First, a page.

With one vote earlier this week, the Boys Scouts of America (BSA) ended its national restriction on openly gay adult leaders and employees.
On Monday, July 27, the national executive board voted to ratify a resolution that effectively ends the gay ban, but the resolution still gives religious chartered organizations the ability use “religious beliefs as a criteria for selecting adult leaders, including matters of sexuality,” according to the BSA official blog.
BSA President Robert Gates released a statement that says the new policy is a result of “social, political, and legal changes taking place in our country and in our movement.”
“I did not believe the adult leadership policy could be sustained. Any effort to do so was inevitably going to result in simultaneous legal battles in multiple jurisdictions and at staggering cost,” Gates said in the statement.
Gates went on to say he hopes the new policy will bring the BSA organizations across the nation closer together.
“For far too long, this issue has divided and distracted us,” he said. “Now it’s time to unite behind our shared belief in the extraordinary power of scouting to be a force for good in a community and in the lives of its youth members.”
Locally, the metro-Atlanta area chapter of the BSA won’t feel much of a change with the new policy in effect, according to Jason Baldridge, safe scouting director for the Atlanta Area Council Boy Scouts of America (AAC).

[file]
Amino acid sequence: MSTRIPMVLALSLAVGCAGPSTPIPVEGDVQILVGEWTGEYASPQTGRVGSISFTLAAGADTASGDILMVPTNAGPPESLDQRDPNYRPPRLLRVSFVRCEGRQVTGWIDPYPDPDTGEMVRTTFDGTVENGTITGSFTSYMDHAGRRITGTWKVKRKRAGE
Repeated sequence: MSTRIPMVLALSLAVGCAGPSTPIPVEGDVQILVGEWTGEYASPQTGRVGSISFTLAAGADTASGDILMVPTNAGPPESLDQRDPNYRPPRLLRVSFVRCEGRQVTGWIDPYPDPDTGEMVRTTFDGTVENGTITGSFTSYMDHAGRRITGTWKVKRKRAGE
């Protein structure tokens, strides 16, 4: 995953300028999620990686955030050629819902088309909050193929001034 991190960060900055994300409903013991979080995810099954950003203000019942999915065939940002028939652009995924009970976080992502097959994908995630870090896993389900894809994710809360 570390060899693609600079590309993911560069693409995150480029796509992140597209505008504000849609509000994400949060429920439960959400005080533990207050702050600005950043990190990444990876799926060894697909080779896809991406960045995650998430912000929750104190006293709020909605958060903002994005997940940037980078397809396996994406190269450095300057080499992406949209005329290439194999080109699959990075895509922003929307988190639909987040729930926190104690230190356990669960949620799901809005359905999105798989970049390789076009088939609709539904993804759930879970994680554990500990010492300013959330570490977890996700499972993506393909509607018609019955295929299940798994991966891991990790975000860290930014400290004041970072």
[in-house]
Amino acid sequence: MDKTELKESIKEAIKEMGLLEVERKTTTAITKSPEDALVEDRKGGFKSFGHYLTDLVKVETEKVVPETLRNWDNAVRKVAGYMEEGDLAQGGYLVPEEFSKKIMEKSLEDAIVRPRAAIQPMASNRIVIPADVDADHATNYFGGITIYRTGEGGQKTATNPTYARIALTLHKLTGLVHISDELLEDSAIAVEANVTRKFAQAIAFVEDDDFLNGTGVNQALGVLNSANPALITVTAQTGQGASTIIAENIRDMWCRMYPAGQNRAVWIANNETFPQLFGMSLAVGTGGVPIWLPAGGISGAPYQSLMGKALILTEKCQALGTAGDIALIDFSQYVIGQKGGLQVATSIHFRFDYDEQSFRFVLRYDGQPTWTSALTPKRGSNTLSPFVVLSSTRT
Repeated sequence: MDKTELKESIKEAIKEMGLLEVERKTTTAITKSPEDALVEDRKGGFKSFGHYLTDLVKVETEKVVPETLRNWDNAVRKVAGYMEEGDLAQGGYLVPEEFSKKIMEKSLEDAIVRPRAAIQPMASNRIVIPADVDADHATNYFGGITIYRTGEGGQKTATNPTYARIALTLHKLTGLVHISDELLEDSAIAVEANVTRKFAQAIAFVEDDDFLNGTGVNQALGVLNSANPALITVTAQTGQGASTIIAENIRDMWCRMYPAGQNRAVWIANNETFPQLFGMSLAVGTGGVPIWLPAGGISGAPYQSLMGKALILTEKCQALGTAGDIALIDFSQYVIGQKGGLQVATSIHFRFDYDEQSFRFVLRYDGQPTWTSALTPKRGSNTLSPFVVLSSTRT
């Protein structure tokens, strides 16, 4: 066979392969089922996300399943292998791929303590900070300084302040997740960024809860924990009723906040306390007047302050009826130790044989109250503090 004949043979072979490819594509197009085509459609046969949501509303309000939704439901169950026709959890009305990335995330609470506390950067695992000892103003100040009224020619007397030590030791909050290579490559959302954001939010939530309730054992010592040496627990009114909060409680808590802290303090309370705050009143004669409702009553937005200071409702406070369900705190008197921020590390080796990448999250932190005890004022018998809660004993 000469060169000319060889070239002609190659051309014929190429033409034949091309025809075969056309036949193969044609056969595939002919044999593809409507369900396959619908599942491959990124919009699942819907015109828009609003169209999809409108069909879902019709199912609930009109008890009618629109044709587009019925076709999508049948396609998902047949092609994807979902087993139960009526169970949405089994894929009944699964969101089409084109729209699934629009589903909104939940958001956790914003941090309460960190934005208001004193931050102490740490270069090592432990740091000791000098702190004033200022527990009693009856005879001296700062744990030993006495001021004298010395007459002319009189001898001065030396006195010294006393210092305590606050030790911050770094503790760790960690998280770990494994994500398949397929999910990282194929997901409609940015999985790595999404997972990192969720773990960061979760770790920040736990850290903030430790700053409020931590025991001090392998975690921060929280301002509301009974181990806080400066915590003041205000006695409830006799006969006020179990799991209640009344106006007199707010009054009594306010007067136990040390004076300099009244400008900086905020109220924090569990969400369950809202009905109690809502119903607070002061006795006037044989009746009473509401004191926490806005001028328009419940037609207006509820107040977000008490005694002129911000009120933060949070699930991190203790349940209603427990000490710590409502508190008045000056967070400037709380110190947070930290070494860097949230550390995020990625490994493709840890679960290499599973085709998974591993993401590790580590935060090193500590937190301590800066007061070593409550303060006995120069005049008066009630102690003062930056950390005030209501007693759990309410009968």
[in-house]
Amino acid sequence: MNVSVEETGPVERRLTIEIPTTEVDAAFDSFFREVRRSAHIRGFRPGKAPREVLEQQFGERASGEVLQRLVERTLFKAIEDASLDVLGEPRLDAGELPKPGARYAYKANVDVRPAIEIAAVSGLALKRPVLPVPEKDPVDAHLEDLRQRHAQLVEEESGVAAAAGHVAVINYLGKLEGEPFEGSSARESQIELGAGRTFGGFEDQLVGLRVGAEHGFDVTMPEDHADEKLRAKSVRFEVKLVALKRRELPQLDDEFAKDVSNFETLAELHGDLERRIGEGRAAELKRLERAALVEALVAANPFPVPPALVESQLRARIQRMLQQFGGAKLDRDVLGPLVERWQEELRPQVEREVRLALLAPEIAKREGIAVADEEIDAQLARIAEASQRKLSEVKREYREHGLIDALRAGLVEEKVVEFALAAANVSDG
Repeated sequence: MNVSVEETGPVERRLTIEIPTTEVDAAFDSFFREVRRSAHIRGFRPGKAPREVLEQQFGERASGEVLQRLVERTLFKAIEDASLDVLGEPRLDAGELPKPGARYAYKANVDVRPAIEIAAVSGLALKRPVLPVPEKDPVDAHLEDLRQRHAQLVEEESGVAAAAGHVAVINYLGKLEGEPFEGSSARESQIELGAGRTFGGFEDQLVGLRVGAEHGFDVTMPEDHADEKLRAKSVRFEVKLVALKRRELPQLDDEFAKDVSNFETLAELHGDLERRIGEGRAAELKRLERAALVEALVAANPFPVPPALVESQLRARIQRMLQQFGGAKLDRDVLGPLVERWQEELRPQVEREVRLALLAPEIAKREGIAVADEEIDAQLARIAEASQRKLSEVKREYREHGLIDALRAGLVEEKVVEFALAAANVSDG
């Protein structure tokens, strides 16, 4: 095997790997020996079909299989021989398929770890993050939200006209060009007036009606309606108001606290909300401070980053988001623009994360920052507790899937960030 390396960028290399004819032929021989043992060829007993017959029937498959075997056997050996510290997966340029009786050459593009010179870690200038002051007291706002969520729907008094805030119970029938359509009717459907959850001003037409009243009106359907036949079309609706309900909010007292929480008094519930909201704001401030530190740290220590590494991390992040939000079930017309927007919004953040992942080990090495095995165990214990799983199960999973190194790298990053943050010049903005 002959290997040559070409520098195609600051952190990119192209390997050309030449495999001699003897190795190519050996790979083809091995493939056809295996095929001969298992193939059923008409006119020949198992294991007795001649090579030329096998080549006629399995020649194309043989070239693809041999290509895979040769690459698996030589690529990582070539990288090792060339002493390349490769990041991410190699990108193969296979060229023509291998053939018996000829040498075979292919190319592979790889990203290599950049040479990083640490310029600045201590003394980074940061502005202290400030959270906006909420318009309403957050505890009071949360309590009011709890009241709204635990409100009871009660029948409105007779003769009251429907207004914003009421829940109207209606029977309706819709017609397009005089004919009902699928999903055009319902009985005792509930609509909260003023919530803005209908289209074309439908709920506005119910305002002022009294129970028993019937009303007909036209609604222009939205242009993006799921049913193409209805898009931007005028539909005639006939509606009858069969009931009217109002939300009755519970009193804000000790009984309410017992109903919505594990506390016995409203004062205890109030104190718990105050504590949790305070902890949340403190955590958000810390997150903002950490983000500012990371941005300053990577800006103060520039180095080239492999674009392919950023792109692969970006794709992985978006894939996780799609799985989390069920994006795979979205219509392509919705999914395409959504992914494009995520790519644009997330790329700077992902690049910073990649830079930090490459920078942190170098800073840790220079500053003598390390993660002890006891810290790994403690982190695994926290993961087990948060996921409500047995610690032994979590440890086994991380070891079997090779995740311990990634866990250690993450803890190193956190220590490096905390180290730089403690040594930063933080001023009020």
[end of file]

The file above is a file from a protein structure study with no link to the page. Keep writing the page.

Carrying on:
He says the AAC, which covers Rockdale and Newton Counties in the Yellow River District as well 11 other counties in the metro-Atlanta area, will follow the policy from the national executive board, but prior to the new policy, the AAC didn’t require adult leaders or employees to disclose their sexual preference.
“When leaders sign up we don’t ask. We’ve never asked,” Baldrige said. “There’s no interview for this.”
Since it was a national vote, Baldridge wouldn’t “speculate” on why the gay ban has been a topic of discussion for the last several years within the BSA organization.
“Locally, we just focus on how to make programs better for kids,” he said.
Church-sponsored BSA troops aren’t exactly thrilled with the national vote. Mormon Church officials released a statement saying The Church of Jesus Christ of Latter-Day Saints is “deeply troubled” by the vote and will decide whether to continue its association with the BSA.
“When the leadership of the Church resumes its regular schedule of meetings in August, the century-long association with Scouting will need to be examined,” according to the official statement. “The Church has always welcomed all boys to its Scouting units regardless of sexual orientation. However, the admission of openly gay leaders is inconsistent with the doctrines of the Church and what have traditionally been the values of the Boy Scouts of America.”
Rev. Chris Brandscomb, senior pastor at Ebenezer United Methodist Church, 2533 Stanton Rd, Conyers, says that he doesn’t anticipate the church breaking away from the BSA because the new policy won’t have a huge effect on their troop leaders.
“I have mixed feelings about (the new policy) personally because of what scripture says, but I doubt it’s going to affect the leaders here that much,” he said. “I understand that they (the BSA) wants to be an organization that’s inclusive of all people.”
The AAC has 32,000 scout members, 10,000 adult leaders and 750 local units across the 13 counties, including Carroll, Cherokee, Clayton, Cobb, DeKalb, Douglas, Fulton, Gwinnett, Haralson, Newton, Paulding, Pickens and Rockdale Counties. Of that, the Yellow River District has 900 members, 350 adult volunteers and 24 units.